In round numbers, if one identical twin is gay, odds are about 50% that the other twin is gay. Sharing less genetic material, if one fraternal twin is gay, there is about a 25% probability that the other twin is gay. These percentages are more than 10 times and five times (respectively) the incidence of homosexuality in the general population.
I have argued that twin tests prove that homosexuality has a genetic link, at least in part. According to medical science, sexual orientation involves genetic and environmental factors. Environmental to scientists means anything that is not genetic. Some speculate, for example, that a birth mother’s hormones are an environmental factor contributing to sexual orientation.
Religious conservatives argue that identical twins have the same DNA. Therefore, if sexual orientation is even partly genetic, identical twins should have identical sexual orientation. I have countered that the difference is attributable to the subgenome.
An article in the New York Times seems to put the conservative argument to rest:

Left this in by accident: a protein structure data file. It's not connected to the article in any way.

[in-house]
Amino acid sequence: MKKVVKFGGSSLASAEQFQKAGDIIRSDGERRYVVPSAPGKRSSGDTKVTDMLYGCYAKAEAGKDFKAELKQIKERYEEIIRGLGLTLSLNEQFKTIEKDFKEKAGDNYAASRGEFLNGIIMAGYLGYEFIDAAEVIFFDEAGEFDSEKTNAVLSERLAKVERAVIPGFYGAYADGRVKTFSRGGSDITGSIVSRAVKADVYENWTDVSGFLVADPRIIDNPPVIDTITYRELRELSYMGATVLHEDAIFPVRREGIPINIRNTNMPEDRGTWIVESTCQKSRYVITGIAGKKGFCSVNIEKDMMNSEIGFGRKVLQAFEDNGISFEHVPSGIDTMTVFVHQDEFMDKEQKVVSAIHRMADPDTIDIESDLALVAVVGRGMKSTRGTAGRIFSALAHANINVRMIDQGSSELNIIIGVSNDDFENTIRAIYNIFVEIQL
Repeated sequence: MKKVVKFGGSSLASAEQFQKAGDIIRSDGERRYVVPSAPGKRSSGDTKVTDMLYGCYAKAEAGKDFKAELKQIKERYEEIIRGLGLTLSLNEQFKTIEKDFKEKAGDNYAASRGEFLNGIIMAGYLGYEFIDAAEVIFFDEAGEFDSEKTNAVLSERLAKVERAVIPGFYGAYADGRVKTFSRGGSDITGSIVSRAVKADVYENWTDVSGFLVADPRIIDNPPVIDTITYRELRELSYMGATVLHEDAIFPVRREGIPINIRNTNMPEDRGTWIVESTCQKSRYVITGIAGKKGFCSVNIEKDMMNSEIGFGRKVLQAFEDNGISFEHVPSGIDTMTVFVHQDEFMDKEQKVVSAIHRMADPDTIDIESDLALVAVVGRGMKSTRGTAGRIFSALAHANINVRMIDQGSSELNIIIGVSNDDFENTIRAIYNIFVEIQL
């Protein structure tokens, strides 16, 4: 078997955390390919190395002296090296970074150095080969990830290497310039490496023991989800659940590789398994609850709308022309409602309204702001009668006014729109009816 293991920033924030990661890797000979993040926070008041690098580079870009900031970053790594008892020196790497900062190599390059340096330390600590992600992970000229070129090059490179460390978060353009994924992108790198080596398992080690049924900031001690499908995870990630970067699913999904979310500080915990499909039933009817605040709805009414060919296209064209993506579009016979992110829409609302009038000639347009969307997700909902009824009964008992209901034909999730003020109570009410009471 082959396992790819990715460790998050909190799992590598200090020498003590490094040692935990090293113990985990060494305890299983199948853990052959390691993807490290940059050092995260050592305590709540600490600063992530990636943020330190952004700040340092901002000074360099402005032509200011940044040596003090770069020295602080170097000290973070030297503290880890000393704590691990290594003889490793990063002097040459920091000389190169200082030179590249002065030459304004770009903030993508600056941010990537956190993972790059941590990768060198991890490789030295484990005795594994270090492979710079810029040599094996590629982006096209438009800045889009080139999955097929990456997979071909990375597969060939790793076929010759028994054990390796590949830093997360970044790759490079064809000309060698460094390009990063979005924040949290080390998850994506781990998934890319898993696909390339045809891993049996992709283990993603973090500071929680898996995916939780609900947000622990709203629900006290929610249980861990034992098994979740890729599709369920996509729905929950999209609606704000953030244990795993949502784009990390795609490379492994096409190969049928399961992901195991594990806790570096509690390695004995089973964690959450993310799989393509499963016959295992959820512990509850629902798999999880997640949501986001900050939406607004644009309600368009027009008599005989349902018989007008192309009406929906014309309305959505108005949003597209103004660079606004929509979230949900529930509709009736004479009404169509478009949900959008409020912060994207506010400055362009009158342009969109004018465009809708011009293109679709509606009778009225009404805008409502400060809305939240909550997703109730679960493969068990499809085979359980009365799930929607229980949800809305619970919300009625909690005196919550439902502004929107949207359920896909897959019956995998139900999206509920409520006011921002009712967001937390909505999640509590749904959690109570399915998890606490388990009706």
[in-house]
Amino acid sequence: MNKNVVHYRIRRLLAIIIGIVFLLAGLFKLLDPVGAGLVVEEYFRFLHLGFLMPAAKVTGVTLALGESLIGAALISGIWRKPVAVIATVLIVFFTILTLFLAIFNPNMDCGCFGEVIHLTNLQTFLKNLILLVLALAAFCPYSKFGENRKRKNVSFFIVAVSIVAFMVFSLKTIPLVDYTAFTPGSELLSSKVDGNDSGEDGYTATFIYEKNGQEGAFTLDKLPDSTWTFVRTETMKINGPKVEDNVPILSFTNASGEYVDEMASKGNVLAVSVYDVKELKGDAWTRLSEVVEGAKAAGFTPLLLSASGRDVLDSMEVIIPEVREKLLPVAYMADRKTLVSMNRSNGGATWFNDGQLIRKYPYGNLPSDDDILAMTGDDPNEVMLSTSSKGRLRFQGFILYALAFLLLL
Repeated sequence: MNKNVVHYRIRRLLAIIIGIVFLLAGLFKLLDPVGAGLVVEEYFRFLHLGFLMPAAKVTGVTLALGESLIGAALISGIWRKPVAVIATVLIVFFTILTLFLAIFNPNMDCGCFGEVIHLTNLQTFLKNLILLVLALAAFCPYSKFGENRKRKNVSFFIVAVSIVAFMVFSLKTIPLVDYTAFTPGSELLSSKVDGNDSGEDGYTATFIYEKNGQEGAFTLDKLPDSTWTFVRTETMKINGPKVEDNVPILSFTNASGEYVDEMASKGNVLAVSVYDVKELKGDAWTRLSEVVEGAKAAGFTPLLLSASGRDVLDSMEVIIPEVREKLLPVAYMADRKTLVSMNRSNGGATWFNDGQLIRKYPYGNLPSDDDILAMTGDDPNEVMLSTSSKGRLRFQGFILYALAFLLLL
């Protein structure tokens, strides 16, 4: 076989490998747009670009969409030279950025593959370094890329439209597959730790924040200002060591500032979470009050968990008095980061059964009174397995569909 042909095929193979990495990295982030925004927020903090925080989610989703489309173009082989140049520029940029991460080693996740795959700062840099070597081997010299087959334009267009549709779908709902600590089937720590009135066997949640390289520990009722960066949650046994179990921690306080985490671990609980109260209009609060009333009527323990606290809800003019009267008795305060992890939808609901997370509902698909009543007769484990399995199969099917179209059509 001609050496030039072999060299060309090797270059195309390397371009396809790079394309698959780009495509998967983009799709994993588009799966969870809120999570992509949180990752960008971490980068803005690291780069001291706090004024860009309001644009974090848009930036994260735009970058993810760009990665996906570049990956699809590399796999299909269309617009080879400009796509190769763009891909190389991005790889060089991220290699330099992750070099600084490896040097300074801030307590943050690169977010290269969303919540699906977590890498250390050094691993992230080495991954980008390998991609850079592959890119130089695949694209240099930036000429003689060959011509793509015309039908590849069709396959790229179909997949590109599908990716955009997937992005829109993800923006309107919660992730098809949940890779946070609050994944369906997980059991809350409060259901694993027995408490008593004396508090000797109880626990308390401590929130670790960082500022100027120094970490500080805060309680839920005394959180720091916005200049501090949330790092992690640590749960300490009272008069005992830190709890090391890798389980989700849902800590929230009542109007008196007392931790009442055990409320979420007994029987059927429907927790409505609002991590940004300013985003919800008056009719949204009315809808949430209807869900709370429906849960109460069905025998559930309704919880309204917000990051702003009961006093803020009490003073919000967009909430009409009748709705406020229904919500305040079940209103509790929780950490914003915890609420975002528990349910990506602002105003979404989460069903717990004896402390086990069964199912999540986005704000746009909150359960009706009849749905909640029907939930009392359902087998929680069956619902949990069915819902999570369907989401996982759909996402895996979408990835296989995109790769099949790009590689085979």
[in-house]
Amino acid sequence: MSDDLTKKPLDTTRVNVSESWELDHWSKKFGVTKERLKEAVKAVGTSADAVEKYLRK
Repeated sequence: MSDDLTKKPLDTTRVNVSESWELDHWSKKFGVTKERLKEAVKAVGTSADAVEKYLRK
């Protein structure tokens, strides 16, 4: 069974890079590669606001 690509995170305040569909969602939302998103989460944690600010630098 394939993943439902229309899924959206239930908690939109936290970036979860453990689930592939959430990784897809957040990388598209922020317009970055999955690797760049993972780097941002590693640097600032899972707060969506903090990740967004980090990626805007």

In recent years, scientists have gained a clearer picture of the early development of the embryos of identical twins. Originating from a single fertilized egg, they later acquire unique genetic mutations. New advances in DNA sequencing are making it possible to pinpoint those mutations — and to tell identical twins apart.
The article in question is about telling identical twins apart for criminal forensic purposes. The article confirms that there are genetic differences in identical twins even though they have identical DNA.
A mutation is a change in a genetic sequence. Mutations include changes as small as the substitution of a single DNA building block, or nucleotide base, with another nucleotide base. Meanwhile, larger mutations can affect many genes on a chromosome.